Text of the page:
The UFC history of BJ Penn VS Caol Uno

Mark Kolbe

BJ Penn and Caol Uno met twice in the UFC (and almost a third time) before those two historic matches in the octagon, ending first with a highlight reel KO, and followed by a five-round war for the lightweight title.

Much like his nickname states, B.J. Penn was a prodigy in Brazilian Jiu-Jitsu. Initially training with Ralph Gracie and later Andre Pederneiras, Penn was the first non-Brazilian to win the black-belt division of the World Jiu-Jitsu Championship, and would earn many more accolades in his grappling career in the late 90s. Eventually, Penn would begin working out at American Kickboxing Academy with Bob Cook, Javier Mendez and Frank Shamrock, which is where Penn decided to improve the other aspects of his martial arts game by learning striking, not with any intent to fight necessarily, but because (as he says) he had little else to do.

It was UFC veteran John Lewis who phoned Penn out of the blue to see if he was ready for an MMA fight in "King of the Cage" against none other than Caol Uno. The fight was scheduled to happen in February 2001, at the Soboba Casino in San Jacinto where many KOTC events were held. At this point in history, Uno was easily a veteran in the sport with 15 fights under his belt, including wins over Rumina Sato, Din Thomas, and Dennis Hallman.

Unfortunately, the fight was scrapped for reasons that only the promoters know and Penn was left without an opponent, nor another fight lined up in place of the scheduled bout. Most signs of Uno's departure point to his signing with the UFC, as later in February Uno debuted against Jens Pulver in a title fight. As fate would have it, Penn also found himself signed with the UFC one event later. The transition from SEG to Zuffa was beginning to fall into place, and the new owners of the company remembered Penn from rolling in a BJJ class. Those gentlemen were the Fertittas and Dana White.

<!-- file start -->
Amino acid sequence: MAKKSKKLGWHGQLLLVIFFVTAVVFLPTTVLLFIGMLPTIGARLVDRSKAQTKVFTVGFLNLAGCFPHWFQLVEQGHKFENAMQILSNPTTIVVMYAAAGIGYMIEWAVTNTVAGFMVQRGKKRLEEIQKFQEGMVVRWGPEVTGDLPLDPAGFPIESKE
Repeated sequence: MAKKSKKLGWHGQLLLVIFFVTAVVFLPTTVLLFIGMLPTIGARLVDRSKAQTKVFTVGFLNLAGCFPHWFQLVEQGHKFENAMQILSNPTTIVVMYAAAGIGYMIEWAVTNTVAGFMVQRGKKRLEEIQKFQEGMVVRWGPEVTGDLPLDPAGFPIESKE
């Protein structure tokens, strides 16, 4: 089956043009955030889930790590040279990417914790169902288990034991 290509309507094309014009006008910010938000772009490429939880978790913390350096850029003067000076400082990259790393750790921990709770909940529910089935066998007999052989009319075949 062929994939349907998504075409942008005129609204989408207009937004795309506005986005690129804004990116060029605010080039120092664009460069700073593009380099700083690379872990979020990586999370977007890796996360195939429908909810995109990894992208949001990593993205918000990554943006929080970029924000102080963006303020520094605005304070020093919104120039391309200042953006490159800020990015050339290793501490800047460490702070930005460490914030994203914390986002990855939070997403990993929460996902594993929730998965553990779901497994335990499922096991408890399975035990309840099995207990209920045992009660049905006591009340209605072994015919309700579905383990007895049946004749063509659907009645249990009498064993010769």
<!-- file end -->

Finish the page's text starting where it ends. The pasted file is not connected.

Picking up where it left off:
Penn's first fight was against Joey Gilbert, a preliminary fight at UFC 31 in Atlantic City, New Jersey. Penn was paid $1,500 to fight, and another $1,500 to win, which he did with a first-round TKO. The experience was a surreal one for BJ, who was not used to the lights and excitement of such an event, but one that got him hooked on fighting in the octagon. After his impressive first win, Penn earned a second fight against Din Thomas at UFC 32, which he also won in the first round.

Thanks to his back-to-back wins, the promotion signed Penn to a three-fight contract, and the first of those bouts would be against the man that eluded him months earlier, Caol Uno. BJ knew a win against Uno, who was now 1-1 in the UFC with a win against Fabiano Iha (also at UFC 32), would mean a shot at Jens Pulver's gold, and Penn was hungry to wear that strap. Penn amped up his training at AKA and injured his leg in the process from neglecting to warm up before a rough workout.

In BJ Penn's autobiography, Why I Fight: The Belt Is Just an Accessory, BJ gives his play-by-play of what happened when it came to fight night:

"Once we were both in the cage, the referee, Larry Landless, called us out to fight, and without hesitation, Uno came running across the cage and attempted a flying kick aimed at my head, which missed. So much for coming out slowly like other Japanese fighters. After he passed by me, I circled back to my left and attempted to take over the center of the Octagon.

Uno tried moving toward the center as well, but I wasted no time at all as he moved toward me. I backed him up by throwing a right cross and a left hook, neither of which landed, but they did force him to cover up and move back toward the fence. Once he did that, I threw a big right uppercut which landed square on his face and knocked him onto his back and into the cage. I jumped right over him and started throwing punches with my right hand into his face."